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The Seven Hells of Kannawa and Kamegawa

WLT Technical Officer Roger Forsey with his wife Wendy is travelling once again in Japan, one of his favourite destinations. Roger can always be relied upon to send us interesting and amusing despatches as travellers tales. His latest is no exception and as Shirley Sydenham replied to him; "... but don't fall into any of those hells please!"

Our flight from Melbourne to Tokyo left at midnight. This time we were flying JAL in premium economy.

Real legroom and we had the privilege of waiting for our flight in the lounge. Too bad about the loud-mouthed Aussie yobs who were in the lounge waiting for the same flight.

After landing at Narita airport, we transferred to a Jetstar flight to Fukuoka, situated on the northern shore of Japanese island Kyushu.

Jump on the subway at the airport to Hakata station. From Hakata it was a couple of hours on a limited express to Beppu. Finally, we took a local train to Beppudaigaku Station.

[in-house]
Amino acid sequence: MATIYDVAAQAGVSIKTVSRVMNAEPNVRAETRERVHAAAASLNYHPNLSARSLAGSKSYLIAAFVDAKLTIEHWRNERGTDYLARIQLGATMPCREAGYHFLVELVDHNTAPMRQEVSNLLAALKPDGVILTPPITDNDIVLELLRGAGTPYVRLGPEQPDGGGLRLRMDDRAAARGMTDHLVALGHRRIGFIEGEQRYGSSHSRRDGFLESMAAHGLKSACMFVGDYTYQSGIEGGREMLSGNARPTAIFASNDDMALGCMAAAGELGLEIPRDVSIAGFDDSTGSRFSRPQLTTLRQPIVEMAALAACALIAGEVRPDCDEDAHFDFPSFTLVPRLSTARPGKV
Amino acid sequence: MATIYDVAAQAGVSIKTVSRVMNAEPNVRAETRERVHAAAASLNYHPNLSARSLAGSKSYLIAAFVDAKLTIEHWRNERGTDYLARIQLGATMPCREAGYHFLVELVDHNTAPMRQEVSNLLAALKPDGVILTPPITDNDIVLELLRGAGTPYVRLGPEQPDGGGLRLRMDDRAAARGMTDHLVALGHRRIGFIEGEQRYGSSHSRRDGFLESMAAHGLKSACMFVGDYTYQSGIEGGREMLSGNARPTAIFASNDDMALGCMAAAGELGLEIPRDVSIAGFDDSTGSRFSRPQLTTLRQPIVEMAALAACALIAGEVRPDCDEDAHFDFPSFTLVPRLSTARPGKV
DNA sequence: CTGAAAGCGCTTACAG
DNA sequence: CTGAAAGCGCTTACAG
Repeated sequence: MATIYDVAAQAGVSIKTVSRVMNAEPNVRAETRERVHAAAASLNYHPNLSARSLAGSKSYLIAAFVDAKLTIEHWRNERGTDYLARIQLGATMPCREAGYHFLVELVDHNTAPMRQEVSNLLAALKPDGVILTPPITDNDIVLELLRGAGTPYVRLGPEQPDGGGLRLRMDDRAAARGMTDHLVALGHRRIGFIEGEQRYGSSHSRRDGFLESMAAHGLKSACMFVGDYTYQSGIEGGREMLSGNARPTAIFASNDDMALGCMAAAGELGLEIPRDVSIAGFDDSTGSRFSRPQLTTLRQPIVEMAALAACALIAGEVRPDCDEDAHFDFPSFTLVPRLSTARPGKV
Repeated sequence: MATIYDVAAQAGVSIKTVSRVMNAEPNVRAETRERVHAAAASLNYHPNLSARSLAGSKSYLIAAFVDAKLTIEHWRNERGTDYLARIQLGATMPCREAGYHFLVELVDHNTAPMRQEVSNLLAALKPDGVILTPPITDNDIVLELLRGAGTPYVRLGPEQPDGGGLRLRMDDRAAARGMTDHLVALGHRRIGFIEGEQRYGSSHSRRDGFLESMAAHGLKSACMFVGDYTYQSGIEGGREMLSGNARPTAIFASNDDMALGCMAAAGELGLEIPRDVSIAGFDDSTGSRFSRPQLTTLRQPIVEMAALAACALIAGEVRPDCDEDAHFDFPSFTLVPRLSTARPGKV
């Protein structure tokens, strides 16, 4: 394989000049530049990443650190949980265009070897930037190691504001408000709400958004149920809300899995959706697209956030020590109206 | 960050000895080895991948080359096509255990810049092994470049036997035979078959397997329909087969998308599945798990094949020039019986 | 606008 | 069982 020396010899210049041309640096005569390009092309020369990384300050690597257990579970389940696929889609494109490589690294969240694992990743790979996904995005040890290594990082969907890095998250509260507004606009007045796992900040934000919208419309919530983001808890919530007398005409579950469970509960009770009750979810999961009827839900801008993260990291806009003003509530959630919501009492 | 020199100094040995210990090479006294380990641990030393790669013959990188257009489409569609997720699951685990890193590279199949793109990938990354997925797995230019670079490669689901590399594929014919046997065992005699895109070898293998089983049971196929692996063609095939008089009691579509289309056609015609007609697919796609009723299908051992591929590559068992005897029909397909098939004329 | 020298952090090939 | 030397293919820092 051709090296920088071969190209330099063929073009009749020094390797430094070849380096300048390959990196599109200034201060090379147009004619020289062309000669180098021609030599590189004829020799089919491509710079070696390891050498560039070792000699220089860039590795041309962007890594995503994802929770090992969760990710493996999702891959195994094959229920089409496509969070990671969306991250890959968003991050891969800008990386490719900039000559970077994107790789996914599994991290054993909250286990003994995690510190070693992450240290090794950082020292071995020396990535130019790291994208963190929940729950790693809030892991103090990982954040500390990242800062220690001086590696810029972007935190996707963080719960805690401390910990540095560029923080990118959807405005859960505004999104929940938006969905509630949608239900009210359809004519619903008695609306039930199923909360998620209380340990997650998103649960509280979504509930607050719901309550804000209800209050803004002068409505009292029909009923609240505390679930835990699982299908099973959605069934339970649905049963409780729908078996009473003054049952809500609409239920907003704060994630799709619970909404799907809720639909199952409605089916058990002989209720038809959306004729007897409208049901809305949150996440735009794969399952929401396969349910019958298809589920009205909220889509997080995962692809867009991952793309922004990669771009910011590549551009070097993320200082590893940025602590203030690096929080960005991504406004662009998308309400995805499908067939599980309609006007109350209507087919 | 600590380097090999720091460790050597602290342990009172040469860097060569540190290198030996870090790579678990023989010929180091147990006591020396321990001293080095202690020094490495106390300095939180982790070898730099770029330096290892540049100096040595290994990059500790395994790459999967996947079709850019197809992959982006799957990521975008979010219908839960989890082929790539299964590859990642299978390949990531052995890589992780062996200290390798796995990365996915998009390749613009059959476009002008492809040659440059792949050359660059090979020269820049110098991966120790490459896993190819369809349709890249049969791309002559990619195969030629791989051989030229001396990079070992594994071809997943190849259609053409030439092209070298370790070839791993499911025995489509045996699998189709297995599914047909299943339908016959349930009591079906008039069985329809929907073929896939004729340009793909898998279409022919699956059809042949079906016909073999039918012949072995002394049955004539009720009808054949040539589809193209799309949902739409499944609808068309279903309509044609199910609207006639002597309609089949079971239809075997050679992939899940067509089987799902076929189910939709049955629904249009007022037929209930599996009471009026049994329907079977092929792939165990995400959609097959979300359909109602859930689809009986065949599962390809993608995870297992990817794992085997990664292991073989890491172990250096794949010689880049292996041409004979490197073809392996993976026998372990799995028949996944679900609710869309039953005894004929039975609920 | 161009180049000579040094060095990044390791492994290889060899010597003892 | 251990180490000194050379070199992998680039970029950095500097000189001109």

Our apartment in Beppu was just up the main road from Beppudaigaku Station.

After a brief rest, we had to slog up the road in the dark to the local supermarket to stock up the kitchen. All in all, we had been on the move for around 24 hours.

We had come to Beppu because the Kannawa and Kamegawa region has been described as home to fuming gas explosions, bubbling mud and steaming hot water. It had become known for it's "jigoku" ("Hells")

So early on Tuesday morning, we set out up the main road up the hills to the first of the seven hells.

Geologically, the region is rift valley, where ground water drains into the hot rocks and flashes into steam, hot water springs and boiling mud.

You start to see steam venting from the steel gratings beside the road and metal towers venting high pressure steam. Wells have been drilled to supply hot water to hotels and onsens.

The first "Hell" that you see in the photos is Umi-Jigoku. The cool cobalt-blue pond is actually a scolding 98 degrees C. They keep tropical Piranhas in tanks heated by the steam.

Oniishibozu-Jigoku is named because the large and small bubbles in the mud look like the shaven heads of monks.

Kamado-Jigoku is cooking-pot hell.

I did find some reference in some other non-tourist guides to the practice of boiling alive certain offenders in ancient times.

Oniyama-Jigoku is also known as Wani-Jigoku or crocodile hell.

Shiraike-Jigoku is "white pond hell".

The next day we traveled by bus to Tatsumaki-Jigoku. This is a geyser known for the short time, around 40 minutes, between spouts of steam and boiling water. The geyser is surrounded by by a forest of azaleas.

A short distance away is the final Hell - Chinoike-Jigoku. This is a steaming pot of red clay.

Link to photos

0423 Beppu - Hell Tour

0424 Beppu - Hell Tour

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